else {
echo ‘<img src="’.get_bloginfo(‘template_url’).’/images/placeholder-hero.jpg" alt="’.get_the_title().’" />’;
}
?>
[/php]

Here is a much simpler example which looks for a Post Thumbnail, then an image specified via a custom field called post_image_value. If neither are found, nothing would be displayed.

[php]
<?php
// If WordPress 2.9 or above and a Post Thumbnail has been specified
if ((function_exists(‘has_post_thumbnail’)) && (has_post_thumbnail())) {
the_post_thumbnail(‘hero-thumbnail’, array(‘class’ => ‘post-thumbnail’, ‘alt’ => ”.get_the_title().”));
}
// Or if a custom field post image has been specified
else if (get_post_meta($post->ID, ‘post_image_value’, true)) {
$postimage = get_post_meta($post->ID, ‘post_image_value’, true);
echo ‘<img src="’.$postimage.’" alt="’.get_the_title().’" class="post-thumbnail" />’;
}
?>
[/php]

And, that’s it!

It might look like a lot to take in, but I’ve already done all of the work for you. Simply change some attributes and variables, and you’ll have Post Thumbnails working in your theme in no time.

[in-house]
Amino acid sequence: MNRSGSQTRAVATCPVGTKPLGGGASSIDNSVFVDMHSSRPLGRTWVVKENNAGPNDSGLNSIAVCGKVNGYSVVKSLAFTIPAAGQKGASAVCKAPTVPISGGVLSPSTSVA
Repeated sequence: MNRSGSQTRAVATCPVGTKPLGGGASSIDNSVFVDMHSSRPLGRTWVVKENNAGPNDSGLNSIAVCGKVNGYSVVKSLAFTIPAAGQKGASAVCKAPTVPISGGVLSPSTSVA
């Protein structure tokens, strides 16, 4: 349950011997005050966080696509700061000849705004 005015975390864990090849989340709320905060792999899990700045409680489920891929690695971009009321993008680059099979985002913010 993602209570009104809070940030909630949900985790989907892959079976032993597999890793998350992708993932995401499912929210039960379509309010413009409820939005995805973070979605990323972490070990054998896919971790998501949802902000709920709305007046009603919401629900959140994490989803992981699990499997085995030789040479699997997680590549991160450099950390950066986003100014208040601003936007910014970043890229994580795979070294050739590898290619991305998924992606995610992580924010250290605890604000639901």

29 Comments

Wow, adding custom post sizes is a heck of a lot simpler now in comparison to the (dirty feeling) method I’ve used in the past (below), now we just need to work out a method of regenerating thumbnails/custom images for images in existing posts.

<pre>

if( FALSE === get_option("articlefull_size_w") ) {

add_option("articlefull_size_w", "400");

add_option("articlefull_size_h", "300");

add_option("articlefull_crop", "1");

add_option("articlethumb_size_w", "40");

add_option("articlethumb_size_h", "40");

add_option("articlethumb_crop", "1");

}

function additional_image_sizes( $sizes ) {

$sizes[] = "articlefull";

$sizes[] = "articlethumb";

return $sizes;

}

add_filter( ‘intermediate_image_sizes’, ‘additional_image_sizes’ );

</pre>

eww… probably a reason I don’t use it much.

now we just need to work out a method of regenerating thumbnails/custom images for images in existing posts

Indeed! You know someone will release a plugin to do just that sooner or later. *hint-hint*

There is this plugin called "Regenerate Thumbnails" that does it with just 1 click. I used it and it’s really cool!

BTW: Any idea if the_post_thumbnail can be used in a custom query? I’m having some trouble with that, the image just doesn’t show.